Life after graduating isn’t a walk in the park. Three years on and I’m still longing to go back to Sheffield, maybe not so much the studying part, but the social aspect is what I miss the most. I honestly don’t think I could study Shakespeare or Charles Dickens ever again. If anyone’s ever studied Bleak House in depth as much as I did, you’ll feel my pain and I’m pretty sure this resulted in me falling out of love with my English degree! There’s nothing that will prepare you for the life after graduating, it’s unexpected and it’s never what you think it will be.
Finding a job is hard
This has to be number one. You step out of the big colourful bubble you have built yourself for three years, thinking that because you have a degree it would be easy for you to get a job. The getting a job bit, that’s easy, but when you’re trying to get a job in the relevant field you have been studying in, that’s the hard bit. Obviously, I can only speak from my experience, studying English isn’t exactly the vocational qualification that most jobs seem to look for nowadays. My search radius on Indeed was getting ridiculous, I started looking for jobs that were 50 miles away, because I was getting so desperate! The only thing I have learnt is to persevere. Your first job may not be what you wanted, or your second or third, but having an income until you find your dream job is better than nothing. Something always comes up.
I cannot tolerate alcohol as much as I used to
Gone are the days of drinking every night. A night out on the town once a month does it for me, and completely wipes me out for the rest of the month. When did I get so old? This still doesn’t stop me from getting really drunk, something I’m not particularly proud of, but you can take the girl out of Sheffield, but you cannot take the northern spirit out of the girl!
Experience is more important than grades
I’ve learnt that it doesn’t matter if you got a first in your degree, experience trumps everything. None of the interviews I’ve had with employers have ever asked about my grade, but have always asked what experience I have. It’s quite deflating, knowing that you’ve worked really hard and no one seems to care, but I do get it. My advice is to make sure you grab every opportunity you can whilst as university, because this is what will set you apart from everyone else when applying for a job.
Moving back to a small city is tough
Living in a huge student filled city and coming back to somewhere where everyone knows everyone was so difficult. In Sheffield, there was something happening every day and so much to do, so coming back to a city where it’s only acceptable to go out on a Friday or Saturday night, that was tough. I’m trying to be positive about where I live and I guess it is what you make of it, however there are only so many times you can go to ferry meadows.. (If you live in Peterborough you know what I mean and you will know that this is the only nice place to go…!)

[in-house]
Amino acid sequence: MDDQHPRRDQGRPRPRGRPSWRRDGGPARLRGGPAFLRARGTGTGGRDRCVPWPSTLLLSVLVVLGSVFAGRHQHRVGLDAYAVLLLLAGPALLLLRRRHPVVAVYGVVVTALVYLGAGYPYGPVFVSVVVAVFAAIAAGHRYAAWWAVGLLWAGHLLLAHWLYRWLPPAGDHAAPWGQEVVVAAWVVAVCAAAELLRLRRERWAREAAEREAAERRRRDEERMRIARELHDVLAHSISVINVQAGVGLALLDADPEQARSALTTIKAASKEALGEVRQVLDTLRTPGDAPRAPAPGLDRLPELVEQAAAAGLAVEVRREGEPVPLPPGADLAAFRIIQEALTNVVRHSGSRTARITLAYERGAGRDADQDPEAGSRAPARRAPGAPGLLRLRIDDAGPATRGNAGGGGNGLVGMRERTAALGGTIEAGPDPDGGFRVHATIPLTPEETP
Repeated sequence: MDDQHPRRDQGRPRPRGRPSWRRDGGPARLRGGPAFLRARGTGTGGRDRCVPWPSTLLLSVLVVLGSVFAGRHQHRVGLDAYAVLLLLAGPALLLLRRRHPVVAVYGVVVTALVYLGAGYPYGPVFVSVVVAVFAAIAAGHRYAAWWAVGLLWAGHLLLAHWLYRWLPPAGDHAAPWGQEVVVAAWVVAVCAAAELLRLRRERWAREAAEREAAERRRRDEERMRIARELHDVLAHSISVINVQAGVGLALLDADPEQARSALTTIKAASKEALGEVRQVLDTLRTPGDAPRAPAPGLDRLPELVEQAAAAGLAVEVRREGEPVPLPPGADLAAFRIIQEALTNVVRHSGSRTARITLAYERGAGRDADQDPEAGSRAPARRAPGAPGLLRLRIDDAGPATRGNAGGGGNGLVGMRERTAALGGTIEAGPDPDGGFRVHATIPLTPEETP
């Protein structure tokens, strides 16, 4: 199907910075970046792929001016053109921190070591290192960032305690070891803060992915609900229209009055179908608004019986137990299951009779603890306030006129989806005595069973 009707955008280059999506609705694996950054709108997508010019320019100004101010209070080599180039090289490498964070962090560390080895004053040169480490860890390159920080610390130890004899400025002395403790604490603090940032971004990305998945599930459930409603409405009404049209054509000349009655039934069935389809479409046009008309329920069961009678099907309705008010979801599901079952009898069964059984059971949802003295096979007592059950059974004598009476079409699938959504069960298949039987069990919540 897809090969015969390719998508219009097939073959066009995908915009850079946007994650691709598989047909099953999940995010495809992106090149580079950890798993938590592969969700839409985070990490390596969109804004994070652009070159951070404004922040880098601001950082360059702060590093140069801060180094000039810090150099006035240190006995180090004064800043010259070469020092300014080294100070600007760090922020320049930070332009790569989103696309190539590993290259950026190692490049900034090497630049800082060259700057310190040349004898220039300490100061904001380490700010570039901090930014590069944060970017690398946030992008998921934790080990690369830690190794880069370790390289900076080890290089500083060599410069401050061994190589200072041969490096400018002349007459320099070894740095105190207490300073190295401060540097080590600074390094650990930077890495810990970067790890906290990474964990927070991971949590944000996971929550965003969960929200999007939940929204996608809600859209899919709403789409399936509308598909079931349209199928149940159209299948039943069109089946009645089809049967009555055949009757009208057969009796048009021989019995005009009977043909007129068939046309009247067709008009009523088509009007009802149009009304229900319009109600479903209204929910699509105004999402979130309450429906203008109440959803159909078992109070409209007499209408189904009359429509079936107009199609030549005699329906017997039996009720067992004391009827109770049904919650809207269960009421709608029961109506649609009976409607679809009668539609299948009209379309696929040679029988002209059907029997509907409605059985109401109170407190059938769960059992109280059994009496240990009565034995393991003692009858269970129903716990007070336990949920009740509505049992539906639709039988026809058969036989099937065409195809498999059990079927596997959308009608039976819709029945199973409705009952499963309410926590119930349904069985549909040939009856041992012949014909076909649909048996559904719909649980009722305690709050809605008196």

Budgeting is a saving grace
Working full time and paying bills, you need to budget and it’s something that I never did at university. I didn’t see the point, I had a great time but probably a little careless with money. Now, I budget (try to) and it’s so important. Unexpected things can happen, your car may break down, you may have a dental bill to pay, or you might need a new outfit for an interview, it’s always a good idea to save a bit of money, just in case.
Don’t let knock backs knock your confidence
The amount of knock backs I’ve had since finishing university is ridiculous and for a while it knocked my confidence. The biggest thing I’ve had is being told “the other person has more experience.” Despite applying for an entry level job and meeting all the criteria and having the experience, I think it’s a cop out. I would much rather them be honest and say I sucked at the interview. However, I’ve come to the conclusion that if people do make these excuses so easily, then I probably wouldn’t want to work for them anyway. Clearly not bitter at all…!
It’s hard to meet new people
How do you even meet new people? At university, you would meet new people every day but now, I would have no idea where to start. Someone needs to invent an app for people like me, who want to meet new people, that doesn’t involve swiping left or right, *ahem Tinder*.
No more Summer holidays
No more count down to the Summer holidays and a long break, now you actually have to book time off work to enjoy the little Summer we have. Who knew?
Leaving your university friends is hard
It’s true when they say that the people you meet at university will be your friends for life, but who could prepare you for how hard it is! I think spending time with people every day for three years to then go to once every so often, is difficult. There definitely needs to be some kind of counselling out there set up for this as it’s akin to losing a loved one.
Independence was great
Aaah independence, what are you and where have you gone?
How’s everyone finding life after graduating?